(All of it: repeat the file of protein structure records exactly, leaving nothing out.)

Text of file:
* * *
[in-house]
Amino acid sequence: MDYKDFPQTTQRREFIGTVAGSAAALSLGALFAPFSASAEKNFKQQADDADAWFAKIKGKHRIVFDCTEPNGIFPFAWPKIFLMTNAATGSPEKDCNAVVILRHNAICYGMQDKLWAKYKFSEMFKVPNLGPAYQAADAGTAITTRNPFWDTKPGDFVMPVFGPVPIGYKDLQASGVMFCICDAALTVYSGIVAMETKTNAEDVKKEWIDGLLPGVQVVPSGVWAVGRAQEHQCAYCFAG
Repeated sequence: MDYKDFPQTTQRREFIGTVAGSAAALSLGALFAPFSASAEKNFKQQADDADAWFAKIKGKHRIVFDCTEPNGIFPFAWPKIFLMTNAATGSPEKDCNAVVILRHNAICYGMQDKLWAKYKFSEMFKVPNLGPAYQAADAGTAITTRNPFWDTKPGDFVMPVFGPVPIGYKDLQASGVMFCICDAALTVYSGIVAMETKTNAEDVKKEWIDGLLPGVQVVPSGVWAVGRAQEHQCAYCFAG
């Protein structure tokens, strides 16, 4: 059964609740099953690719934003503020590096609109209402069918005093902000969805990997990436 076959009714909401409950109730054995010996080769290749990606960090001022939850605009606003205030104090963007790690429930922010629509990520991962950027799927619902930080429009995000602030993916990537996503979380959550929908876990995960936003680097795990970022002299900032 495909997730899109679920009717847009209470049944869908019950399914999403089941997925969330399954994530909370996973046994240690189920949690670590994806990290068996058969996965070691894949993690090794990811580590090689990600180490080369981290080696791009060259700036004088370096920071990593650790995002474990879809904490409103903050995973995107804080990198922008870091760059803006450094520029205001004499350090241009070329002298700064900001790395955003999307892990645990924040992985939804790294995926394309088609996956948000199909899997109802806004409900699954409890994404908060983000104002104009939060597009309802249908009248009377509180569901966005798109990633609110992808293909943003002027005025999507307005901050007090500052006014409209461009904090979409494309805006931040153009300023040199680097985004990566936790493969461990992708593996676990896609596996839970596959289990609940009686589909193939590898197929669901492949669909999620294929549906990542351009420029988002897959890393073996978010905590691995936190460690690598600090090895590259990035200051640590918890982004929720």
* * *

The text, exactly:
[in-house]
Amino acid sequence: MDYKDFPQTTQRREFIGTVAGSAAALSLGALFAPFSASAEKNFKQQADDADAWFAKIKGKHRIVFDCTEPNGIFPFAWPKIFLMTNAATGSPEKDCNAVVILRHNAICYGMQDKLWAKYKFSEMFKVPNLGPAYQAADAGTAITTRNPFWDTKPGDFVMPVFGPVPIGYKDLQASGVMFCICDAALTVYSGIVAMETKTNAEDVKKEWIDGLLPGVQVVPSGVWAVGRAQEHQCAYCFAG
Repeated sequence: MDYKDFPQTTQRREFIGTVAGSAAALSLGALFAPFSASAEKNFKQQADDADAWFAKIKGKHRIVFDCTEPNGIFPFAWPKIFLMTNAATGSPEKDCNAVVILRHNAICYGMQDKLWAKYKFSEMFKVPNLGPAYQAADAGTAITTRNPFWDTKPGDFVMPVFGPVPIGYKDLQASGVMFCICDAALTVYSGIVAMETKTNAEDVKKEWIDGLLPGVQVVPSGVWAVGRAQEHQCAYCFAG
């Protein structure tokens, strides 16, 4: 059964609740099953690719934003503020590096609109209402069918005093902000969805990997990436 076959009714909401409950109730054995010996080769290749990606960090001022939850605009606003205030104090963007790690429930922010629509990520991962950027799927619902930080429009995000602030993916990537996503979380959550929908876990995960936003680097795990970022002299900032 495909997730899109679920009717847009209470049944869908019950399914999403089941997925969330399954994530909370996973046994240690189920949690670590994806990290068996058969996965070691894949993690090794990811580590090689990600180490080369981290080696791009060259700036004088370096920071990593650790995002474990879809904490409103903050995973995107804080990198922008870091760059803006450094520029205001004499350090241009070329002298700064900001790395955003999307892990645990924040992985939804790294995926394309088609996956948000199909899997109802806004409900699954409890994404908060983000104002104009939060597009309802249908009248009377509180569901966005798109990633609110992808293909943003002027005025999507307005901050007090500052006014409209461009904090979409494309805006931040153009300023040199680097985004990566936790493969461990992708593996676990896609596996839970596959289990609940009686589909193939590898197929669901492949669909999620294929549906990542351009420029988002897959890393073996978010905590691995936190460690690598600090090895590259990035200051640590918890982004929720």